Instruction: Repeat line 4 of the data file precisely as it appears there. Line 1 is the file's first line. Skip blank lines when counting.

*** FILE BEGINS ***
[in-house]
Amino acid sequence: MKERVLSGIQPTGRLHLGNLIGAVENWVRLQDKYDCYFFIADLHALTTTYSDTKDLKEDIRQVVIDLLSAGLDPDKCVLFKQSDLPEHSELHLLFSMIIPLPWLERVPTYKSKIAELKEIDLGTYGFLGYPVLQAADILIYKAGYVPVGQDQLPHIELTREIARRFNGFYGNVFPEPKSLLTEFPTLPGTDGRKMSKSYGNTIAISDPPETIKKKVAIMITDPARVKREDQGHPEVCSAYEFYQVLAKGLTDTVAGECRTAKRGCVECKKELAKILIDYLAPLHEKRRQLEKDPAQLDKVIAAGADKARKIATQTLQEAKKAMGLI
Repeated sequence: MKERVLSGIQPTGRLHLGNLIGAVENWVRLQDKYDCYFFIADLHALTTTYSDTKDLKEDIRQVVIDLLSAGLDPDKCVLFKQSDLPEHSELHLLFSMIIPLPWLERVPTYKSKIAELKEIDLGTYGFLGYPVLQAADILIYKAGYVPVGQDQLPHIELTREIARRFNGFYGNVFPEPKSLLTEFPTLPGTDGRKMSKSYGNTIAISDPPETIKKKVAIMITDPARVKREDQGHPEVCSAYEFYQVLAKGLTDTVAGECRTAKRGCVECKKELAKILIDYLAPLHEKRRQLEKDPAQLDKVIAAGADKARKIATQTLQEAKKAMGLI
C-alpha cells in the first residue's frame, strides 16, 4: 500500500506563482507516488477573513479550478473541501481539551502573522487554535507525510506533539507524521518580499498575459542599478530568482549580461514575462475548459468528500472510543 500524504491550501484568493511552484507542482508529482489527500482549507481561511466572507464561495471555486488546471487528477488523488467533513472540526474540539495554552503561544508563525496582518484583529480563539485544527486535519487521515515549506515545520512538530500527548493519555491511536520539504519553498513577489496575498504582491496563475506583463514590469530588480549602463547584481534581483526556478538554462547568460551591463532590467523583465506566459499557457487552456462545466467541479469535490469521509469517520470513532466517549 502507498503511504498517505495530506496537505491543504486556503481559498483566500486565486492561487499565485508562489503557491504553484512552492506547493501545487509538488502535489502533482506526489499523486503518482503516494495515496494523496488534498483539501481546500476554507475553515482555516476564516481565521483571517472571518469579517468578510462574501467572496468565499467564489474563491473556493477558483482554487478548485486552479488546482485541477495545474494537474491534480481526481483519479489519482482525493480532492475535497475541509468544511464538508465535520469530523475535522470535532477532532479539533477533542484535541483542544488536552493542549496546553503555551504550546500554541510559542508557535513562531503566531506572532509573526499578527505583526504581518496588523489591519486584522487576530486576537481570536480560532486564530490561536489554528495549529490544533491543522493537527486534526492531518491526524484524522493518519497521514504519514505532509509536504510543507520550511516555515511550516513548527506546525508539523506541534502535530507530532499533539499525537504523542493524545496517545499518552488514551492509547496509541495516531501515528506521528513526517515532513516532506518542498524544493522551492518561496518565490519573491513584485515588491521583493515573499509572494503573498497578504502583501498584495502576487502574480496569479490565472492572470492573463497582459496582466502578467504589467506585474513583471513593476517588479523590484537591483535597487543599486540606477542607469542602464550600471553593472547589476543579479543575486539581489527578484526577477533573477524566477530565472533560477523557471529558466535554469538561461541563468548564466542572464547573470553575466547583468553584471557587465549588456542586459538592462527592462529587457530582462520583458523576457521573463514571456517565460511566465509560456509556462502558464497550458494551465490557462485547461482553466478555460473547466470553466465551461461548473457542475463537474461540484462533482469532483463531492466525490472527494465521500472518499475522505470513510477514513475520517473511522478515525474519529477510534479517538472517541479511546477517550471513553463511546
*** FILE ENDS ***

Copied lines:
C-alpha cells in the first residue's frame, strides 16, 4: 500500500506563482507516488477573513479550478473541501481539551502573522487554535507525510506533539507524521518580499498575459542599478530568482549580461514575462475548459468528500472510543 500524504491550501484568493511552484507542482508529482489527500482549507481561511466572507464561495471555486488546471487528477488523488467533513472540526474540539495554552503561544508563525496582518484583529480563539485544527486535519487521515515549506515545520512538530500527548493519555491511536520539504519553498513577489496575498504582491496563475506583463514590469530588480549602463547584481534581483526556478538554462547568460551591463532590467523583465506566459499557457487552456462545466467541479469535490469521509469517520470513532466517549 502507498503511504498517505495530506496537505491543504486556503481559498483566500486565486492561487499565485508562489503557491504553484512552492506547493501545487509538488502535489502533482506526489499523486503518482503516494495515496494523496488534498483539501481546500476554507475553515482555516476564516481565521483571517472571518469579517468578510462574501467572496468565499467564489474563491473556493477558483482554487478548485486552479488546482485541477495545474494537474491534480481526481483519479489519482482525493480532492475535497475541509468544511464538508465535520469530523475535522470535532477532532479539533477533542484535541483542544488536552493542549496546553503555551504550546500554541510559542508557535513562531503566531506572532509573526499578527505583526504581518496588523489591519486584522487576530486576537481570536480560532486564530490561536489554528495549529490544533491543522493537527486534526492531518491526524484524522493518519497521514504519514505532509509536504510543507520550511516555515511550516513548527506546525508539523506541534502535530507530532499533539499525537504523542493524545496517545499518552488514551492509547496509541495516531501515528506521528513526517515532513516532506518542498524544493522551492518561496518565490519573491513584485515588491521583493515573499509572494503573498497578504502583501498584495502576487502574480496569479490565472492572470492573463497582459496582466502578467504589467506585474513583471513593476517588479523590484537591483535597487543599486540606477542607469542602464550600471553593472547589476543579479543575486539581489527578484526577477533573477524566477530565472533560477523557471529558466535554469538561461541563468548564466542572464547573470553575466547583468553584471557587465549588456542586459538592462527592462529587457530582462520583458523576457521573463514571456517565460511566465509560456509556462502558464497550458494551465490557462485547461482553466478555460473547466470553466465551461461548473457542475463537474461540484462533482469532483463531492466525490472527494465521500472518499475522505470513510477514513475520517473511522478515525474519529477510534479517538472517541479511546477517550471513553463511546